Imagine taking a hike with adventurous dwarves, mystical elves, and a magical wizard. This fantasy becomes reality at Morton Arboretum’s Theatre Hikes. The show combines nature with theater as guests join the actors in a hike from scene to scene.
“It’s more adaptable but definitely more exhausting then a regular stage play,” said actor James Stanton, who plays “Bilbo Baggins” in the Theatre Hikes’s version of J.R. Tolkien’s “The Hobbit.”
The Theatre Hikes program has been a summer attraction at the Morton Arboretum since 2001, after local actor Frank Farrell developed the concept in 1997. Each July weekend the group performs “The Hobbit” the novel that came before the “Lord of the Rings” trilogy. Like the characters in the story, the actors and the audience venture through the wild wilderness.
“Sometimes literally moving from place to place I get lost,” said actor Bruce Spielbauer who plays “Gandalf” in the show. Spielbauer has over 30 years of acting experience under his belt, and appeared “The Dark Knight” and “Dusk” amongst other movies. “Just as the characters in the play can get lost we can get lost. It helps it makes it easy to relate.”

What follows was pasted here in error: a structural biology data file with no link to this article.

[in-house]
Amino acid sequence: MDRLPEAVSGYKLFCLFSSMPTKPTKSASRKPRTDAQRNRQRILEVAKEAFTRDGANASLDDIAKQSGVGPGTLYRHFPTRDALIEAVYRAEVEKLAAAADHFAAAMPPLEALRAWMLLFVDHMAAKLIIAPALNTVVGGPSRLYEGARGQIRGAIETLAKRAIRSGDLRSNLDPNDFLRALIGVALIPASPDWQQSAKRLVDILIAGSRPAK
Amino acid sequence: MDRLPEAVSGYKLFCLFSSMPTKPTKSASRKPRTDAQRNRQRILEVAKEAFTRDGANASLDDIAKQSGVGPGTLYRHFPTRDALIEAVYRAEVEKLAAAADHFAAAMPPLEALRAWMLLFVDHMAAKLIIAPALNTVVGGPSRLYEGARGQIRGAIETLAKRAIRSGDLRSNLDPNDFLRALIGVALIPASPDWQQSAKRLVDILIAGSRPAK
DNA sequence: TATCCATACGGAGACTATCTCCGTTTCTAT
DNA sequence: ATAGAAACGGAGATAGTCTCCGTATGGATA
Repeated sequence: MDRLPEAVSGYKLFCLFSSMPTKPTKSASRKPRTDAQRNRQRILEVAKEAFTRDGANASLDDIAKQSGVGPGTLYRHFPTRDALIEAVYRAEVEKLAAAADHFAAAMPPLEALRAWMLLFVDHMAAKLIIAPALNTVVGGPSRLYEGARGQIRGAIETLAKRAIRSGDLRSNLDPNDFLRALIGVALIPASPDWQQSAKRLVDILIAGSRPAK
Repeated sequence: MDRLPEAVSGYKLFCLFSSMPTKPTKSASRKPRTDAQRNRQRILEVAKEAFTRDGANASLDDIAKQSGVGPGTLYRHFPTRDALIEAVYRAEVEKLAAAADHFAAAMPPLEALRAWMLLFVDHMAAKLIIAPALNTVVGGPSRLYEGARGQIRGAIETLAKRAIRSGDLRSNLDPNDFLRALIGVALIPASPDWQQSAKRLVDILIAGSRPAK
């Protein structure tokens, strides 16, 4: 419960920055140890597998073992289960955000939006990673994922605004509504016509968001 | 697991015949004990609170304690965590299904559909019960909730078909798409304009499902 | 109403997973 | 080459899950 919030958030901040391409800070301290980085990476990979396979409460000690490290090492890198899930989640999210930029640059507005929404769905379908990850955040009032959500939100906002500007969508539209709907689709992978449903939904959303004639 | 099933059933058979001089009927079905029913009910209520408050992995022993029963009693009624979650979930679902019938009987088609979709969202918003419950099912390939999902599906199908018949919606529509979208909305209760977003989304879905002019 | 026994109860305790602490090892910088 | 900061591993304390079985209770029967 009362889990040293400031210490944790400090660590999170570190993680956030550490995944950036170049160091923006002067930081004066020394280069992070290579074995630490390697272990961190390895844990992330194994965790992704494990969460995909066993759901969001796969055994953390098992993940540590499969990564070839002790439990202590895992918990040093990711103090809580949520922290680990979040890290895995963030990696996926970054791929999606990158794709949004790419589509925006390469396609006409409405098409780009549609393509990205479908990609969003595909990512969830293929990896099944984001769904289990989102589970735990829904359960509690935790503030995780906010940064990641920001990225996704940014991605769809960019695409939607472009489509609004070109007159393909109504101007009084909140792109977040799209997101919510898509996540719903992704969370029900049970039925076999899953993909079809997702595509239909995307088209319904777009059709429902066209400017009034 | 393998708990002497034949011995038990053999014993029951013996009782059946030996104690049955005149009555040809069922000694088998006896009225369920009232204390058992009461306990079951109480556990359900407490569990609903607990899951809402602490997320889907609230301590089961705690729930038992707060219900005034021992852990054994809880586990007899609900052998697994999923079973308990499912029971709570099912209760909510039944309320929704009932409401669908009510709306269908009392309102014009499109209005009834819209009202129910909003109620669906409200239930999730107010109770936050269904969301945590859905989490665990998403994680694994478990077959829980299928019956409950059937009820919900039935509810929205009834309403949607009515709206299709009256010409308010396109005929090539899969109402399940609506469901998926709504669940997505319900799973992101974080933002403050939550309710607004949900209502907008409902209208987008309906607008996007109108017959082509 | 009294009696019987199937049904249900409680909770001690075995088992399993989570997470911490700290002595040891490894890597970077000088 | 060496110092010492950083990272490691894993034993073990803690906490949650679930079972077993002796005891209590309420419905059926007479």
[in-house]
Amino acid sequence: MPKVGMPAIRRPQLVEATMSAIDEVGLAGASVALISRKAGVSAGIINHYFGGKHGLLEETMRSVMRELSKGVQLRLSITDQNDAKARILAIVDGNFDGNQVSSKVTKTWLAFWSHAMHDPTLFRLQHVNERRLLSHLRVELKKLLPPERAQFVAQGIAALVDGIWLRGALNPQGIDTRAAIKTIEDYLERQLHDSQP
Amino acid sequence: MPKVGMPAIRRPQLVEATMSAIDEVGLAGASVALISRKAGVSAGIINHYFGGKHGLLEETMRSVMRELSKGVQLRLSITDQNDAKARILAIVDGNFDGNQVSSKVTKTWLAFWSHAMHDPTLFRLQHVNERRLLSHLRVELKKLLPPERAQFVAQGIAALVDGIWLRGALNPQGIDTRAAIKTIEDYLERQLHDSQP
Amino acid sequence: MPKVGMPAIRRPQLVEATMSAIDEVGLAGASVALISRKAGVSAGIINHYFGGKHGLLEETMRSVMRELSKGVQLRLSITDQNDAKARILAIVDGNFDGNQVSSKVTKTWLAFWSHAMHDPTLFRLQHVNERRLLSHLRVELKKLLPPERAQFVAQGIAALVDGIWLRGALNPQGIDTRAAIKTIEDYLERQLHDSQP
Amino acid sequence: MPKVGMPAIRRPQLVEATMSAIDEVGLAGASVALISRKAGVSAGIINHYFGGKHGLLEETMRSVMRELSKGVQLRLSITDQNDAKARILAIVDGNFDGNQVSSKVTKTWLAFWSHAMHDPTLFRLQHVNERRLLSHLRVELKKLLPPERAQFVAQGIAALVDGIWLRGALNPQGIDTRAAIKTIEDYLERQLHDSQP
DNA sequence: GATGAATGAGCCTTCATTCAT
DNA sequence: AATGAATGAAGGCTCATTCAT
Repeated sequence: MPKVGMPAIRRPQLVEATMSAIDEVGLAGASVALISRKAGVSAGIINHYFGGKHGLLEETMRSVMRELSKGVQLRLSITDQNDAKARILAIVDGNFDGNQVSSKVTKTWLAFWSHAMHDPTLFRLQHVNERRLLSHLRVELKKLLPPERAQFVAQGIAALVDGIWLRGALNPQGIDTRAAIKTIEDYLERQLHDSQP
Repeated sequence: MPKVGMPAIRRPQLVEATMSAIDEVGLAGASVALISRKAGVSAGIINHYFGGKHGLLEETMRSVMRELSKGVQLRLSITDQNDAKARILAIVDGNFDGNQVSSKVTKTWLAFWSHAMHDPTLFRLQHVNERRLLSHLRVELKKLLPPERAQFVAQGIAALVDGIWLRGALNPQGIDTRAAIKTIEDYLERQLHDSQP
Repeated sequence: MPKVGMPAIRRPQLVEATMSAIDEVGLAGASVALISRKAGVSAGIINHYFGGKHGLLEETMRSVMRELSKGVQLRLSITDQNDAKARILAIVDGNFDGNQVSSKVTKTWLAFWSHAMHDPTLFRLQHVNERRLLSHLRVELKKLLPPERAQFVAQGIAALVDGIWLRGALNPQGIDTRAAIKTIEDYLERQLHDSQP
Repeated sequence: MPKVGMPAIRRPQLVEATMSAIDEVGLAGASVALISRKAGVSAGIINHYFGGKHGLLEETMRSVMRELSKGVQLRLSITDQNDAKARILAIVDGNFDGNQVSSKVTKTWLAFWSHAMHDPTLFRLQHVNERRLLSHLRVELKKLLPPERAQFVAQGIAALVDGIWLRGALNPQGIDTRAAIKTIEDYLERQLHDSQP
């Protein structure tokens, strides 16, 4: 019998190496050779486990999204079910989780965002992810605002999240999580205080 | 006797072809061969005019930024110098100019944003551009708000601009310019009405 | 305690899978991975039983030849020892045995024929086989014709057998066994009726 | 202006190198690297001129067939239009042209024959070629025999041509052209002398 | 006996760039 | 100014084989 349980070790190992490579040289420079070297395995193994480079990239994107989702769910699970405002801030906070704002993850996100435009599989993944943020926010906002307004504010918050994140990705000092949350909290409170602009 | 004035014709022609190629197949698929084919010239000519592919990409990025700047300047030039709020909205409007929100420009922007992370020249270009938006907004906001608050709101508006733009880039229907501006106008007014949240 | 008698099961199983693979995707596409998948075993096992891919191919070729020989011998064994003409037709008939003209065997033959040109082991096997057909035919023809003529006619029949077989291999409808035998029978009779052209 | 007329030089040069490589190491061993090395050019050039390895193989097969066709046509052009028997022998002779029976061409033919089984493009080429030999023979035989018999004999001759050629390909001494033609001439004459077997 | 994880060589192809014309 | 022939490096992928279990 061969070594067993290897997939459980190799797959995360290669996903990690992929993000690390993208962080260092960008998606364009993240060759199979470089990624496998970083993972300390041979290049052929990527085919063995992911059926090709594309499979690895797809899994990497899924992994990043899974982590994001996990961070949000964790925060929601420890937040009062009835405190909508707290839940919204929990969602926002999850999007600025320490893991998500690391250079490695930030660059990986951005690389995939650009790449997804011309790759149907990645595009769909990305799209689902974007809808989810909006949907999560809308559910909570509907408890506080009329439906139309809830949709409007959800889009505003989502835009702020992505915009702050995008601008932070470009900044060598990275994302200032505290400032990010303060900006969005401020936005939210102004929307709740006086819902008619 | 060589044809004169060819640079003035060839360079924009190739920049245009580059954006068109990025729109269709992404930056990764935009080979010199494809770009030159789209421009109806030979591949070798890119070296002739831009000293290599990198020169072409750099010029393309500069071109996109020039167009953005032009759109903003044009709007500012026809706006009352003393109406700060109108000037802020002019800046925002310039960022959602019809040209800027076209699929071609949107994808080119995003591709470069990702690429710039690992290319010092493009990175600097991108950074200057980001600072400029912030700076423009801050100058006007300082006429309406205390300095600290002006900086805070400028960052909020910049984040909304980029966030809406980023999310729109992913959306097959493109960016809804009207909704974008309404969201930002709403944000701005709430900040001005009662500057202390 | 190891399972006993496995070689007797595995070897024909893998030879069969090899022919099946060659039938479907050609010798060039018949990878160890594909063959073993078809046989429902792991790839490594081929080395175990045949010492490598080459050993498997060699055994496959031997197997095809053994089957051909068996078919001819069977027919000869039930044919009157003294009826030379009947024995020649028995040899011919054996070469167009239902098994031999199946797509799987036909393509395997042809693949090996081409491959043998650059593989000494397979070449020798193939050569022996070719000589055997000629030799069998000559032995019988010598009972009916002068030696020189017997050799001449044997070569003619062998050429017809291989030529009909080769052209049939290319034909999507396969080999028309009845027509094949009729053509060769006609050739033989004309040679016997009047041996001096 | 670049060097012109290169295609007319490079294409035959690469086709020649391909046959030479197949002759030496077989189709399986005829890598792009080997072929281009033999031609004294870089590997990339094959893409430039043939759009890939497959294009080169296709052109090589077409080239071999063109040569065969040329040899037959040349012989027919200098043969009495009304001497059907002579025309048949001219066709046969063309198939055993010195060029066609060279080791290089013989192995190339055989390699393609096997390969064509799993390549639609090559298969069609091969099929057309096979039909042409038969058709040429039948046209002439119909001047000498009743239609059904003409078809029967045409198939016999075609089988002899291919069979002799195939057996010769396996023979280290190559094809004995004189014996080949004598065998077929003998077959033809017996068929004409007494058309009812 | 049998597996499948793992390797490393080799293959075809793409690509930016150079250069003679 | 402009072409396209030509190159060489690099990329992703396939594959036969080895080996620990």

Even though actors don’t battle real goblins and trolls, the environment surrounding the two mile path presents its own set of challenges.
“It’s different. You never know when you are in the flight path of plans from O’Hare (Airport),” said Spielbauer. “You want to keep it real and subtle. All of a sudden you might have to project. It keeps you on your toes.”
“It’s different here,” said Stanton. “We don’t see the locations until the show. You have to adapt.”
Possibly the biggest test of all is adapting a 300-page novel to fit a two hour play.
“They hit a lot of the big points,” said West Chicago resident Charles Fortner. “They missed a couple, but it was still really good.”
“We loved it and do lots of hiking through the (Morton) Arboretum,” said Elgin resident Nancy Lamia. “Theatre is great so it’s a perfect match.”
As an encore to “The Hobbit,” Theatre Hikes will perform “The Wizard of Oz” in July, and go “Around the World in 80 Days” in September. Finally they will wake the dead by staging the “Night of the Living Dead” in October, just in time for Halloween.
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